Wednesday, October 18, 2017

Injustice Book Review: A Place Called Hope by Daniel Humphreys. Oh, and another giveaway

Cower not, fierce reader! This day is the day you can return to Z-Day. Now, I can't say for certain, but I suspect one need not read the previous book to follow this one. But, we have a new volume of survivors and Zed(walkers, zyborgs, whatever).

First, this book has a lot more tragedy in it. While the first one had plenty of bad things happen, a lot of them happened to people working against the society they were part of. That's not the case here. Here, we have good men sacrifice for a mission, so rebuilding can continue.

Second, we've got a new perspective, and I won't spoil it. Suffice to say there's a transition from mere survival to a pursuit of redemption. This happens in flashbacks, and meets up with our main story at the end. I look forward to how that plays out in the next book.

There's of course a lot of action, and it's written with enough detail to be visceral, but not too much that it bogs down for noncoms. We have some gruesome deaths, including that of a fictional version of our friend Jon Del Arroz(It's already been on twitter, I don't feel bad).

We see further development of the real threat the virus/program is and will be. This is interesting, in that the characters never give up, we have some sacrifices because the threat is that big, and the knowledge of the changes that important. There is not despair, but there is a grave shock at how badly things are headed.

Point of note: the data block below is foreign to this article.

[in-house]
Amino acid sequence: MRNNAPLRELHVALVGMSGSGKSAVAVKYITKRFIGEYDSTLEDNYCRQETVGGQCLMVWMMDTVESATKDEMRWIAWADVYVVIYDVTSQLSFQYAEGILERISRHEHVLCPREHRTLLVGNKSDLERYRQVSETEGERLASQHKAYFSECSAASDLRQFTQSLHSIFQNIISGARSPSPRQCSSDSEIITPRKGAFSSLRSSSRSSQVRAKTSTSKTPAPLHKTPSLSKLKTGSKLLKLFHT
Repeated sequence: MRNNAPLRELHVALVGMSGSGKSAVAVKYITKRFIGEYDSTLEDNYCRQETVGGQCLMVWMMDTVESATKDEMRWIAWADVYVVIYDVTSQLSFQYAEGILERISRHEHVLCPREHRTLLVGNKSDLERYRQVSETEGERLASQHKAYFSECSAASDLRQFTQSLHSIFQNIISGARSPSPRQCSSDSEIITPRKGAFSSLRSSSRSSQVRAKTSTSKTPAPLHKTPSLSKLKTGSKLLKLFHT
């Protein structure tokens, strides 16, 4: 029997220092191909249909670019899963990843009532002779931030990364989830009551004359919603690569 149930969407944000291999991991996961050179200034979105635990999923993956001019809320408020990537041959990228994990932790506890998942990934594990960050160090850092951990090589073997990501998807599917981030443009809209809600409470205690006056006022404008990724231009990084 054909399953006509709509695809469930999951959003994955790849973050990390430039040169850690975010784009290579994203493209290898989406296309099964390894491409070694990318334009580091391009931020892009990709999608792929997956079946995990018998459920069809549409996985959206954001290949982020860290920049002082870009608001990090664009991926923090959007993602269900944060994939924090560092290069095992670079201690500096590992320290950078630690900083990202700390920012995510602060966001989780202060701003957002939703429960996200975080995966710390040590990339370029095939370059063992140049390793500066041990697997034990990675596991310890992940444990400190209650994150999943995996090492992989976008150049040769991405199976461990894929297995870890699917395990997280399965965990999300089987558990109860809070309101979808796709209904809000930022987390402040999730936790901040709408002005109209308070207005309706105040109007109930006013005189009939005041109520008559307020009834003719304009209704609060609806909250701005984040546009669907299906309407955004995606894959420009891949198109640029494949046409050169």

This book plays with readers emotions. There were a couple of points this book made me mad. Because Humphreys had to kill good characters. There's even references with some of the conversations on twitter about Hanson and Taylor Swift. This roller coaster is definitely a worthy successor to A Place Outside the Wild. 9 of 10 fell deeds.


Now, about that giveaway. I just thrifted copies of Max Allan Collins' Comics and Crime trilogy. (Strip for Murder, A Killing in Comics, and  Seduction of the Innocent). Same rules as last time: comment below if you want to be eligible, and I'll draw for it in a week.

When you play Social Justice, the world loses.


  1. I want to be eligible! That's a sweet giveaway offer.

  2. I'm not a fan of zombie themed stories. You liked it alot. What makes this book differnt from othevzomie stories?

    Thanks again


    1. The focus of the people in the world isn't about just today, or even the next few days. It's a long term focus, as they have held onto and rebuilt hope. The first book permeates with it, even with bad guys in the society.

      I rarely care for zombies myself, and this and Nick Cole's are the ones I can dig. They don't focus on the gore, paranoia, and despair most do.

    2. A few reasons I liked it so much:
      There is an interesting twist on the zombie canon.
      It is more hopeful than many zombie apocalypse books.
      Humphreys is very conscientious about the details, including the difficulty of surviving in a post-modern world (so to speak). It adds narrative tension.
      The second book, at least, is almost a military thriller.

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  4. Try this again...Dan's book is definitely on my to read list. The others might be too even if I don't win.